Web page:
George Graham

Free Trade is Just a Bad Idea

I have never liked the idea of free trade. The way I see it, that kind of policy frees employers to pack up and leave a country whenever their employees ask for better wages and benefits.

Let’s say an employer in Florida makes those little cotton balls that my wife, Sandra, uses to put Witch Hazel on her face. And let’s say the employees get $8 an hour. With free trade, the manufacturer can move the operation to some remote part of the Himalayan mountains where wages are two pints of yak milk and a can of ground corn per day. Then the manufacturer can ship the cotton balls back to Florida duty-free. The manufacturer makes obscene profits and his Florida workers are out of a job. How cool is that?

That’s not the only drawback to free trade.

Tariffs are useful tools in the implementation of government policies. Case in point: Let’s say a small island is having trouble financing road building and cannot accommodate a huge influx of cars. The island’s government can use tariffs to limit the number of cars being imported, and use the revenue from the tariffs to build more roads. When the roads are built, the tariffs can be relaxed, allowing more cars to come in.

The government could have even more of an impact on the island’s daily life by letting bicycles come in duty free. The islanders would then have an incentive to ride to work instead of driving. Imagine how healthy they would be!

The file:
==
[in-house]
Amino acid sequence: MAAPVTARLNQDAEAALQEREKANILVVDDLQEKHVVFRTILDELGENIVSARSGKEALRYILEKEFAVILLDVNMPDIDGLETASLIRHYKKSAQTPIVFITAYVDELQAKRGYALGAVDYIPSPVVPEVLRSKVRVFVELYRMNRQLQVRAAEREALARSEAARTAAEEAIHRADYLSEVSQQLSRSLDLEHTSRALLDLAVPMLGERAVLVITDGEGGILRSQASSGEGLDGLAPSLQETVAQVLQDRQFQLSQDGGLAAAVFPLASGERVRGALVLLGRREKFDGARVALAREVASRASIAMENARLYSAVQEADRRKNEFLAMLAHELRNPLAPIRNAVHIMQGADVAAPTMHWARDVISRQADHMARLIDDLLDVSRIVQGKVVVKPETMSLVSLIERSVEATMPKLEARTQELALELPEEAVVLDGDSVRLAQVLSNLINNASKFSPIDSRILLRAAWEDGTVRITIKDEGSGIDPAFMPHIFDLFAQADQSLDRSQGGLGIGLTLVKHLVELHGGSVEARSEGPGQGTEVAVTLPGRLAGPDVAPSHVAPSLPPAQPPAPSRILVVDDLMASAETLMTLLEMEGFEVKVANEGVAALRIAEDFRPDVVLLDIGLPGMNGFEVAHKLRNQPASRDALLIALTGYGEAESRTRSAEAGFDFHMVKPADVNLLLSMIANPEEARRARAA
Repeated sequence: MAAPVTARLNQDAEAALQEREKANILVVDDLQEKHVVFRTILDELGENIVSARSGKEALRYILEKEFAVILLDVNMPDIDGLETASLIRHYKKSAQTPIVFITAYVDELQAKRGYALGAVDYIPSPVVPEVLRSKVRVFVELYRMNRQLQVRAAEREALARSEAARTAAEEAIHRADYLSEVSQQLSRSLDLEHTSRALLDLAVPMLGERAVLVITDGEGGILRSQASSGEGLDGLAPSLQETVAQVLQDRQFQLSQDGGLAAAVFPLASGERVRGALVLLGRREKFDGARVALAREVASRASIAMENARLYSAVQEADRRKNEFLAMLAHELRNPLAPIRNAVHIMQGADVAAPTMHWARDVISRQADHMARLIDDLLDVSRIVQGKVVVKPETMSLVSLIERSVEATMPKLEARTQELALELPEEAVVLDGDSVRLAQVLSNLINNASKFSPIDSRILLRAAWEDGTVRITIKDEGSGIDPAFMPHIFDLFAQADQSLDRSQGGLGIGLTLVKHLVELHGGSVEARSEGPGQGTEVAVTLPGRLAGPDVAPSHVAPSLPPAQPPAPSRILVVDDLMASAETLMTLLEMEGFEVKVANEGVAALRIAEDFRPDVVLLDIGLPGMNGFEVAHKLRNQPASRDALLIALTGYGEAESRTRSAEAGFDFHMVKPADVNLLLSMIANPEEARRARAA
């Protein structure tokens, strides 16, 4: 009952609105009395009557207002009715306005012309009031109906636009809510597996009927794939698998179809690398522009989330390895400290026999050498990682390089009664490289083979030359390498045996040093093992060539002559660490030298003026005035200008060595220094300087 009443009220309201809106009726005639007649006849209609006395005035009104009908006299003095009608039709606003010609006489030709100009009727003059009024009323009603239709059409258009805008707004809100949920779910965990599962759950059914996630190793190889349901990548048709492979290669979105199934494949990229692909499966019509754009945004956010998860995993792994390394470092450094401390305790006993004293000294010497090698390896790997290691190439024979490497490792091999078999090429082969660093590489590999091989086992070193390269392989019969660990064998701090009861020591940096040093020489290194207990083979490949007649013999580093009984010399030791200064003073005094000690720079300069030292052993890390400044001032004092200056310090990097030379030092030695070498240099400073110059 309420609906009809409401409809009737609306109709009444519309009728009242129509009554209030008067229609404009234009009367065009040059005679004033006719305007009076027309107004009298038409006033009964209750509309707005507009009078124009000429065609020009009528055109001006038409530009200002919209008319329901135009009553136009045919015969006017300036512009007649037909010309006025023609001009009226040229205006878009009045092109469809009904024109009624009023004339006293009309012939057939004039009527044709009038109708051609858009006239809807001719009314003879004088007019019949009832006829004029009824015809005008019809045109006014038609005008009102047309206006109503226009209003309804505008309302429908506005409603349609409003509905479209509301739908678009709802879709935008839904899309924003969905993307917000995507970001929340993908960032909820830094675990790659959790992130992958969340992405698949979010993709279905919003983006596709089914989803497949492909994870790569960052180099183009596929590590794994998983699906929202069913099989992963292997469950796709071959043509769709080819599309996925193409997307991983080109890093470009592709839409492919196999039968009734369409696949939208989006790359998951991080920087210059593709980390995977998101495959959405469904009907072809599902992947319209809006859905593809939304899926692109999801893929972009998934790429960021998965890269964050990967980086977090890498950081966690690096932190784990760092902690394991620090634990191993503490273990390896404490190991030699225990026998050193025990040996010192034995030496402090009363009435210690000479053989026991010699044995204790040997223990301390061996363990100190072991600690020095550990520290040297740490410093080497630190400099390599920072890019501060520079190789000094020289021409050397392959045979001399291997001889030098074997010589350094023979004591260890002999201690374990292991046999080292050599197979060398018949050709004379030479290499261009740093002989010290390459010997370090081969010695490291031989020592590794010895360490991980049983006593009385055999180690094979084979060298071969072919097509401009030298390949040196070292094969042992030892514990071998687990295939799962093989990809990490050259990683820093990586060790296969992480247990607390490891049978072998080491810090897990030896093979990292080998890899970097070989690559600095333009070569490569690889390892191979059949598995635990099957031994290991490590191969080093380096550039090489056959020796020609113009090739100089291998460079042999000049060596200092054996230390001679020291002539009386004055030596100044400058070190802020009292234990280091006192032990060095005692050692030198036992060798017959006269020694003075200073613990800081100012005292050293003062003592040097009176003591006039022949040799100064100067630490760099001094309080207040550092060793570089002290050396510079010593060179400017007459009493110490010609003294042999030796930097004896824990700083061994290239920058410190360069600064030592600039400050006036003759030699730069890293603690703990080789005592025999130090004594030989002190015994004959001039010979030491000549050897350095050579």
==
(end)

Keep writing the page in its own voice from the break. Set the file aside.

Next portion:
And bicycles don’t pollute the air and clog the roads the way cars do.

By imposing tariffs, the government also provides an incentive for car companies to set up assembly plants on the island, creating hundreds of new jobs.

The government can go even father by banning importation of goods that compete with local products or goods that are deemed harmful in one way or another.

Why would any government want to give up such a useful way of managing a country?

The answer has to be that too often government representatives don’t do what’s good for the people they are supposed to represent but instead do the bidding of powerful interests who finance their campaigns or line their pockets in other ways.

About the author


I am a Jamaican-born writer who has lived and worked in Canada and the United States. I live in Lakeland, Florida with my wife, Sandra, our three cats and two dogs. I like to play golf and enjoy our garden, even though it's a lot of work. Since retiring from newspaper reporting I've written a few books. I also write a monthly column for